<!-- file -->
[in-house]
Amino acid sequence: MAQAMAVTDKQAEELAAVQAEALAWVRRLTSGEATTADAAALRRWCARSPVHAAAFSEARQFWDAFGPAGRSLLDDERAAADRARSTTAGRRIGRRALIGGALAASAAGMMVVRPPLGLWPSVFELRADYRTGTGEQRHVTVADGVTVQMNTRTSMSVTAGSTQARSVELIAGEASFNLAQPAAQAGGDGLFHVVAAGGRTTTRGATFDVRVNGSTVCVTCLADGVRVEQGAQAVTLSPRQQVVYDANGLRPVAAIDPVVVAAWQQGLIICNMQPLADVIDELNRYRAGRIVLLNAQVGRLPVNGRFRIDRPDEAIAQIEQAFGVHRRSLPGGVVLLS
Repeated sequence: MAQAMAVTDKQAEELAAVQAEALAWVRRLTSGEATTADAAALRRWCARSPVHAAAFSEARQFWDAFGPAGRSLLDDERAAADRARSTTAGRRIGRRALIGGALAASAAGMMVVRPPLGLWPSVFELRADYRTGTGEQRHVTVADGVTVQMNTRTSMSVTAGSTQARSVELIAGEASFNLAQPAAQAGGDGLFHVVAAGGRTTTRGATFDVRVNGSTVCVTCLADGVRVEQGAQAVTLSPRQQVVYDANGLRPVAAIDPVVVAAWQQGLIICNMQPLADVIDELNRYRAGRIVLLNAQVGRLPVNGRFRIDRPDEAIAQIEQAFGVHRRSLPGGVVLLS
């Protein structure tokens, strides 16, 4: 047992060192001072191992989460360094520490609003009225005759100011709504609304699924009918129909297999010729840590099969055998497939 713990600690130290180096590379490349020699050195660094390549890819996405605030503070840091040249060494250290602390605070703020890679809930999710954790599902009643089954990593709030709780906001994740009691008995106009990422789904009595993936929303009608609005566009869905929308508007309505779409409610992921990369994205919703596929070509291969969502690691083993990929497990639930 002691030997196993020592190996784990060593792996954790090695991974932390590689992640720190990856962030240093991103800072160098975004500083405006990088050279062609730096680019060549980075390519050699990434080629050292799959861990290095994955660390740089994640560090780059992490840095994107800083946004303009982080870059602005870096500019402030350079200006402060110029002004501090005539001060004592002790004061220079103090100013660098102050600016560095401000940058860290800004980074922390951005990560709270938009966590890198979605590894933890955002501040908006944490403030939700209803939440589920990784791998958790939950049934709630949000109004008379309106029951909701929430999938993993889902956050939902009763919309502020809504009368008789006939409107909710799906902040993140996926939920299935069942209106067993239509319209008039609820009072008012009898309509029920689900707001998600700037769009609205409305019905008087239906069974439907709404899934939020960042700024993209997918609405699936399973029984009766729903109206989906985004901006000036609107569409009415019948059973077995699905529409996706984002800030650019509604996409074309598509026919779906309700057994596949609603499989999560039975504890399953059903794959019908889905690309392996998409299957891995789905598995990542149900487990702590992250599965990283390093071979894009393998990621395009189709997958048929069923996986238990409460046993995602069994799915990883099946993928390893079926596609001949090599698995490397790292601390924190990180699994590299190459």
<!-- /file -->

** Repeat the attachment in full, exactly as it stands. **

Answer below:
[in-house]
Amino acid sequence: MAQAMAVTDKQAEELAAVQAEALAWVRRLTSGEATTADAAALRRWCARSPVHAAAFSEARQFWDAFGPAGRSLLDDERAAADRARSTTAGRRIGRRALIGGALAASAAGMMVVRPPLGLWPSVFELRADYRTGTGEQRHVTVADGVTVQMNTRTSMSVTAGSTQARSVELIAGEASFNLAQPAAQAGGDGLFHVVAAGGRTTTRGATFDVRVNGSTVCVTCLADGVRVEQGAQAVTLSPRQQVVYDANGLRPVAAIDPVVVAAWQQGLIICNMQPLADVIDELNRYRAGRIVLLNAQVGRLPVNGRFRIDRPDEAIAQIEQAFGVHRRSLPGGVVLLS
Repeated sequence: MAQAMAVTDKQAEELAAVQAEALAWVRRLTSGEATTADAAALRRWCARSPVHAAAFSEARQFWDAFGPAGRSLLDDERAAADRARSTTAGRRIGRRALIGGALAASAAGMMVVRPPLGLWPSVFELRADYRTGTGEQRHVTVADGVTVQMNTRTSMSVTAGSTQARSVELIAGEASFNLAQPAAQAGGDGLFHVVAAGGRTTTRGATFDVRVNGSTVCVTCLADGVRVEQGAQAVTLSPRQQVVYDANGLRPVAAIDPVVVAAWQQGLIICNMQPLADVIDELNRYRAGRIVLLNAQVGRLPVNGRFRIDRPDEAIAQIEQAFGVHRRSLPGGVVLLS
């Protein structure tokens, strides 16, 4: 047992060192001072191992989460360094520490609003009225005759100011709504609304699924009918129909297999010729840590099969055998497939 713990600690130290180096590379490349020699050195660094390549890819996405605030503070840091040249060494250290602390605070703020890679809930999710954790599902009643089954990593709030709780906001994740009691008995106009990422789904009595993936929303009608609005566009869905929308508007309505779409409610992921990369994205919703596929070509291969969502690691083993990929497990639930 002691030997196993020592190996784990060593792996954790090695991974932390590689992640720190990856962030240093991103800072160098975004500083405006990088050279062609730096680019060549980075390519050699990434080629050292799959861990290095994955660390740089994640560090780059992490840095994107800083946004303009982080870059602005870096500019402030350079200006402060110029002004501090005539001060004592002790004061220079103090100013660098102050600016560095401000940058860290800004980074922390951005990560709270938009966590890198979605590894933890955002501040908006944490403030939700209803939440589920990784791998958790939950049934709630949000109004008379309106029951909701929430999938993993889902956050939902009763919309502020809504009368008789006939409107909710799906902040993140996926939920299935069942209106067993239509319209008039609820009072008012009898309509029920689900707001998600700037769009609205409305019905008087239906069974439907709404899934939020960042700024993209997918609405699936399973029984009766729903109206989906985004901006000036609107569409009415019948059973077995699905529409996706984002800030650019509604996409074309598509026919779906309700057994596949609603499989999560039975504890399953059903794959019908889905690309392996998409299957891995789905598995990542149900487990702590992250599965990283390093071979894009393998990621395009189709997958048929069923996986238990409460046993995602069994799915990883099946993928390893079926596609001949090599698995490397790292601390924190990180699994590299190459």